Game Night (2018)

Along with horror & sci-fi, comedy is one of the few genres where I’m intensely skeptical of initial critical consensus. In the recent Indiewire piece on which largely-derided films will likely become future cult-classics, critic Richard Brody made the strongest case for the Jared & Jerusha Hess film Gentlemen Broncos, which was instantly dismissed by the larger critical community upon its initial release in 2009 but I personally loved so much that a defense of it was my first-ever stab at film criticism and, thus, partially the reason we started this blog. There have been plenty of other well-written, cult-worthy comedies released since Broncos that we’ve raved about here while they’ve been just as readily dismissed by the pro critic community at large: The Bronze, The To Do List, The Little Hours, Ghostbusters, Tammy, Keanu, and so on. That’s why it’s a little hard to stomach the consensus that the recent release Game Night is somehow an almighty savior to the modern mainstream comedy. Now that the improv-heavy, Judd Apatow era of major studio comedies has overstayed its welcome, it’s understandable that critics are hungry for a return to tightly-written, stylistically distinct comedic pieces and Game Night admittedly delivers on both of those fronts. For all of its slick direction style, attention to detail in score & characterization, and avoidance of improvisational looseness, though, the laughs just aren’t big or unique enough to fully earn its reputation as “the comedy knockout we’ve been waiting for.” It’s a fun, technically-accomplished movie that’s afforded enough money to stage a convincingly stylish & distinct aesthetic, but ultimately applies that attention to filmmaking craft to the same kind of pop culture references & physical humor we’re already used to seeing in major studio releases (in the Judd Apatow & Adam McKay era especially). That can make for a good time, but it’s far short of revolutionary for the medium.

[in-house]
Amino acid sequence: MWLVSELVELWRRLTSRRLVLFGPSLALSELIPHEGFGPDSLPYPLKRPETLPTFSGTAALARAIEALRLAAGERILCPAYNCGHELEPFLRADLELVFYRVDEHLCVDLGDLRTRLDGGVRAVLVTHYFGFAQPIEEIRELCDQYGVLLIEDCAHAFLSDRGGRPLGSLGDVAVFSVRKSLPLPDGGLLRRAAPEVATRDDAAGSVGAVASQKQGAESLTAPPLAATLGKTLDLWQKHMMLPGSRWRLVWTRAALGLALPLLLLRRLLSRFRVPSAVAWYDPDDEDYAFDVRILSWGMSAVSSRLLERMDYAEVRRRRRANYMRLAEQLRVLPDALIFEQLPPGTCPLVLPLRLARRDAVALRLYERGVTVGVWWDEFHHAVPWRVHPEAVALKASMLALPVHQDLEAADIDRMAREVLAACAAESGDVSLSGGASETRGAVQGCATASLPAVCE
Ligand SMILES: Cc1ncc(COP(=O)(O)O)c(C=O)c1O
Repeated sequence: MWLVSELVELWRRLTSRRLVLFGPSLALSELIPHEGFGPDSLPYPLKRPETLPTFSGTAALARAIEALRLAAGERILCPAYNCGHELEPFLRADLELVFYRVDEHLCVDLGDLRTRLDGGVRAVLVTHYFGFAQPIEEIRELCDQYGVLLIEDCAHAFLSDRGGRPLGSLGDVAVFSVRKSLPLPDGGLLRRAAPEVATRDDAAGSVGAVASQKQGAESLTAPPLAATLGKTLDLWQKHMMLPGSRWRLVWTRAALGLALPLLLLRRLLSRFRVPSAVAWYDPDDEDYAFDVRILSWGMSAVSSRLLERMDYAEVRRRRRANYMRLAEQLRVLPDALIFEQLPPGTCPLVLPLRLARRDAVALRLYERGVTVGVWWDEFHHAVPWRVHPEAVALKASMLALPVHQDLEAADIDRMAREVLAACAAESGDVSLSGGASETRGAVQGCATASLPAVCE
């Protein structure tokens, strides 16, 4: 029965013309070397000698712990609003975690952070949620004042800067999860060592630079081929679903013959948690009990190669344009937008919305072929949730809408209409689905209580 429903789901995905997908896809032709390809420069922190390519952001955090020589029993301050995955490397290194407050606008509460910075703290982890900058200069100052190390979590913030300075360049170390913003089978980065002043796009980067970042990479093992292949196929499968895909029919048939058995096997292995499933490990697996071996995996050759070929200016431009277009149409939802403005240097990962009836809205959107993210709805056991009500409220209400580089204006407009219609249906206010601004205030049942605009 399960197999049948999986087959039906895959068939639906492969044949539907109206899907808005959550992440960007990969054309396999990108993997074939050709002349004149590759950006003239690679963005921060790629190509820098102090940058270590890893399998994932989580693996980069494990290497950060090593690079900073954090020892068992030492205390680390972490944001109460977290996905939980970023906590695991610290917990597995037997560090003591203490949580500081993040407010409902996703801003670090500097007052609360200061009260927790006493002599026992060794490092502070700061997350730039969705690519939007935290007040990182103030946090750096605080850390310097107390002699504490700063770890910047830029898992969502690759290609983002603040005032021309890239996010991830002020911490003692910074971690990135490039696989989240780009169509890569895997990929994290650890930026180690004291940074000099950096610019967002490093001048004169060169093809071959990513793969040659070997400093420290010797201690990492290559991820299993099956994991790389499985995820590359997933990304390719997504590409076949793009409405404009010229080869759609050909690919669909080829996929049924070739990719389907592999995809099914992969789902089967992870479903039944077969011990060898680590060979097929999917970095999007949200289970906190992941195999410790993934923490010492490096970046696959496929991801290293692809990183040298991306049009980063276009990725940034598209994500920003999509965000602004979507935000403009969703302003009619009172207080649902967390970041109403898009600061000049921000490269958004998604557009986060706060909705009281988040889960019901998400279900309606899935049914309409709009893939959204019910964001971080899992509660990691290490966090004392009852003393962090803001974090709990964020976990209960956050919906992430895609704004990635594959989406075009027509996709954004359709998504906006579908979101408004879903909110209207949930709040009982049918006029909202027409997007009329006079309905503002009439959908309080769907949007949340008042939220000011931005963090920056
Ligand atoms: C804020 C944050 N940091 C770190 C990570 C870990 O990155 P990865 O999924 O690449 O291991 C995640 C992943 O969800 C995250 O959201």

Jason Bateman & Rachel McAdams stat as an overly competitive married couple who had their meet-cute at a college trivia night and, now that they’re middle-aged dweebs, host regular “game night” get-togethers with fellow couples. Rounds of Monopoly, charades, Pictionary, and so on are treated with life & death seriousness, but eventually lose their allure after years of repetition. This pattern is disrupted when Bateman’s equally competitive older brother decides to take the games to another level by hiring a company called Murder We Wrote to stage a kidnapping mystery for the couples to solve. This, of course, is complicated by a real kidnapping that upstages the fake one, calling the artifice of the game into question. Middle-age couples looking for a safe thrill are suddenly mixing with real life gangsters, chipperly wielding very real guns, and unkowingly risking death for the sake of being declared the victor. Directors John Francis Daley & Jonathan Goldstein smartly take the crime thriller end of this ever-escalating premise seriously, essentially morphing Game Night into a David Fincher pastiche. The film’s obvious resemblance to Fincher’s The Game is backed up by several extensive references to Fight Club. Violence is abrupt & grotesque. A delicately synthy Cliff Martinez score feels like outtakes from the composer’s work on Drive. Better yet, the film finds its own unique visual language by framing its exterior sets as miniatures, making the city its characters chaotically run around resemble a giant board game. A character announces upfront that “you’re not going to know what’s real and what’s fake” and the movie stays true to that dynamic through several thriller-worthy twists, making its plot a kind of puzzle game for the audience to crack themselves. The way its form matches its subject does for board agames what Scott Pilgrim Vs. The World did for video games long enough ago that its then-young audience might now be old enough to relate these jaded, thrill-seeking adults.